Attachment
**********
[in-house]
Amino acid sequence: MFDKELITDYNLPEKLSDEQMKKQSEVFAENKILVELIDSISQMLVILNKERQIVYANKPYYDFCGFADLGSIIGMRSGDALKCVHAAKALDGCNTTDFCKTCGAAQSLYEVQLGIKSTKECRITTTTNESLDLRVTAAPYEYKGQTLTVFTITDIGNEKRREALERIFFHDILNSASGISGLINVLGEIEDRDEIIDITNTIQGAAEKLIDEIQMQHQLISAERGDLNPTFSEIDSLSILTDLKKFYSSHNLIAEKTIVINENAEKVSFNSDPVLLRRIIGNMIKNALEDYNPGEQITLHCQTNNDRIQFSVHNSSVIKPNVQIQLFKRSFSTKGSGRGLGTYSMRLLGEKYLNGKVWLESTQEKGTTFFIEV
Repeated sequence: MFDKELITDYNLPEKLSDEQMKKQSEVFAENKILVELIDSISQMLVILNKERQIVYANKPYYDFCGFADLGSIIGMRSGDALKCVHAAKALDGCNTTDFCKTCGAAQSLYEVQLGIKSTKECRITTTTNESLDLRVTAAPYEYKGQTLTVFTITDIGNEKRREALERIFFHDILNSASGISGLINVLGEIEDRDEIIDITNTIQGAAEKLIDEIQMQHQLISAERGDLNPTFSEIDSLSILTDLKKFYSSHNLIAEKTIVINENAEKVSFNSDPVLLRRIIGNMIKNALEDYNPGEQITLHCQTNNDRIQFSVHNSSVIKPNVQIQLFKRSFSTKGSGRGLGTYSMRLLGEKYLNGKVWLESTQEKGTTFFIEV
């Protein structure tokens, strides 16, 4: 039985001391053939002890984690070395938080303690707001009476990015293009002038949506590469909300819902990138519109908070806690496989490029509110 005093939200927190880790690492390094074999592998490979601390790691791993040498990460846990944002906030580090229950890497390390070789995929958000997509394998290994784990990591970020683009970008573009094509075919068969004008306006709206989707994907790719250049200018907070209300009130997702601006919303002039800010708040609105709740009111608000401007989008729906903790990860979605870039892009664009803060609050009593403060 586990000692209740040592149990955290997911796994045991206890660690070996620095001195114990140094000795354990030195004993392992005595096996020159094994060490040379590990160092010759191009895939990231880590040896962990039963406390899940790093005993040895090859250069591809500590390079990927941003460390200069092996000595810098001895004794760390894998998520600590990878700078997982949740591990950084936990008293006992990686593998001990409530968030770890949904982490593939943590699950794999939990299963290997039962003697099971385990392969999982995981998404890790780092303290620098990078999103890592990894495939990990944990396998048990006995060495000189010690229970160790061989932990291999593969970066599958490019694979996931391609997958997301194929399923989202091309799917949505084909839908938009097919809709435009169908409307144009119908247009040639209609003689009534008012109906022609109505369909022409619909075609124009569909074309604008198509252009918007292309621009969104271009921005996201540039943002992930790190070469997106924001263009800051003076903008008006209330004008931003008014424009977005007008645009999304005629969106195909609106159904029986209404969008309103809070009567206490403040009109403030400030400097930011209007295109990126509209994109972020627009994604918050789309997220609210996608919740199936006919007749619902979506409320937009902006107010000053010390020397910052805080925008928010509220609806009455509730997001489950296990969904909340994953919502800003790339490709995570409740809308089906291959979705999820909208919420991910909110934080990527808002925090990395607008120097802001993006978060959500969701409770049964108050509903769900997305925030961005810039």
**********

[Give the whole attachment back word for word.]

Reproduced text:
[in-house]
Amino acid sequence: MFDKELITDYNLPEKLSDEQMKKQSEVFAENKILVELIDSISQMLVILNKERQIVYANKPYYDFCGFADLGSIIGMRSGDALKCVHAAKALDGCNTTDFCKTCGAAQSLYEVQLGIKSTKECRITTTTNESLDLRVTAAPYEYKGQTLTVFTITDIGNEKRREALERIFFHDILNSASGISGLINVLGEIEDRDEIIDITNTIQGAAEKLIDEIQMQHQLISAERGDLNPTFSEIDSLSILTDLKKFYSSHNLIAEKTIVINENAEKVSFNSDPVLLRRIIGNMIKNALEDYNPGEQITLHCQTNNDRIQFSVHNSSVIKPNVQIQLFKRSFSTKGSGRGLGTYSMRLLGEKYLNGKVWLESTQEKGTTFFIEV
Repeated sequence: MFDKELITDYNLPEKLSDEQMKKQSEVFAENKILVELIDSISQMLVILNKERQIVYANKPYYDFCGFADLGSIIGMRSGDALKCVHAAKALDGCNTTDFCKTCGAAQSLYEVQLGIKSTKECRITTTTNESLDLRVTAAPYEYKGQTLTVFTITDIGNEKRREALERIFFHDILNSASGISGLINVLGEIEDRDEIIDITNTIQGAAEKLIDEIQMQHQLISAERGDLNPTFSEIDSLSILTDLKKFYSSHNLIAEKTIVINENAEKVSFNSDPVLLRRIIGNMIKNALEDYNPGEQITLHCQTNNDRIQFSVHNSSVIKPNVQIQLFKRSFSTKGSGRGLGTYSMRLLGEKYLNGKVWLESTQEKGTTFFIEV
């Protein structure tokens, strides 16, 4: 039985001391053939002890984690070395938080303690707001009476990015293009002038949506590469909300819902990138519109908070806690496989490029509110 005093939200927190880790690492390094074999592998490979601390790691791993040498990460846990944002906030580090229950890497390390070789995929958000997509394998290994784990990591970020683009970008573009094509075919068969004008306006709206989707994907790719250049200018907070209300009130997702601006919303002039800010708040609105709740009111608000401007989008729906903790990860979605870039892009664009803060609050009593403060 586990000692209740040592149990955290997911796994045991206890660690070996620095001195114990140094000795354990030195004993392992005595096996020159094994060490040379590990160092010759191009895939990231880590040896962990039963406390899940790093005993040895090859250069591809500590390079990927941003460390200069092996000595810098001895004794760390894998998520600590990878700078997982949740591990950084936990008293006992990686593998001990409530968030770890949904982490593939943590699950794999939990299963290997039962003697099971385990392969999982995981998404890790780092303290620098990078999103890592990894495939990990944990396998048990006995060495000189010690229970160790061989932990291999593969970066599958490019694979996931391609997958997301194929399923989202091309799917949505084909839908938009097919809709435009169908409307144009119908247009040639209609003689009534008012109906022609109505369909022409619909075609124009569909074309604008198509252009918007292309621009969104271009921005996201540039943002992930790190070469997106924001263009800051003076903008008006209330004008931003008014424009977005007008645009999304005629969106195909609106159904029986209404969008309103809070009567206490403040009109403030400030400097930011209007295109990126509209994109972020627009994604918050789309997220609210996608919740199936006919007749619902979506409320937009902006107010000053010390020397910052805080925008928010509220609806009455509730997001489950296990969904909340994953919502800003790339490709995570409740809308089906291959979705999820909208919420991910909110934080990527808002925090990395607008120097802001993006978060959500969701409770049964108050509903769900997305925030961005810039």